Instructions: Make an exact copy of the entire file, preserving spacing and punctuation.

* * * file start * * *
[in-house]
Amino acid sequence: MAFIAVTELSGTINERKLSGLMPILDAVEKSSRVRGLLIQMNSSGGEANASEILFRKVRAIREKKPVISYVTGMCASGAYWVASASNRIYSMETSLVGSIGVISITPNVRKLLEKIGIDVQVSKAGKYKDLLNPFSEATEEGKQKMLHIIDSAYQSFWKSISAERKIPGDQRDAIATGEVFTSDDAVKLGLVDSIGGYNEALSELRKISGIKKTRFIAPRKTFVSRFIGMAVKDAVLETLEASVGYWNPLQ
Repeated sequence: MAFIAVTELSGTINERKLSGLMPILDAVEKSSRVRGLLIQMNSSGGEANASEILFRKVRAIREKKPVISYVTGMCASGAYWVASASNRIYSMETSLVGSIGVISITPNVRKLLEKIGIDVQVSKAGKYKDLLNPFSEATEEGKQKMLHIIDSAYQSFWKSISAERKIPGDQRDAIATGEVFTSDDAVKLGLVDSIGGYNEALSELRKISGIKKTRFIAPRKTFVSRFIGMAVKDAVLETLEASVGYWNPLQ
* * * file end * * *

[in-house]
Amino acid sequence: MAFIAVTELSGTINERKLSGLMPILDAVEKSSRVRGLLIQMNSSGGEANASEILFRKVRAIREKKPVISYVTGMCASGAYWVASASNRIYSMETSLVGSIGVISITPNVRKLLEKIGIDVQVSKAGKYKDLLNPFSEATEEGKQKMLHIIDSAYQSFWKSISAERKIPGDQRDAIATGEVFTSDDAVKLGLVDSIGGYNEALSELRKISGIKKTRFIAPRKTFVSRFIGMAVKDAVLETLEASVGYWNPLQ
Repeated sequence: MAFIAVTELSGTINERKLSGLMPILDAVEKSSRVRGLLIQMNSSGGEANASEILFRKVRAIREKKPVISYVTGMCASGAYWVASASNRIYSMETSLVGSIGVISITPNVRKLLEKIGIDVQVSKAGKYKDLLNPFSEATEEGKQKMLHIIDSAYQSFWKSISAERKIPGDQRDAIATGEVFTSDDAVKLGLVDSIGGYNEALSELRKISGIKKTRFIAPRKTFVSRFIGMAVKDAVLETLEASVGYWNPLQ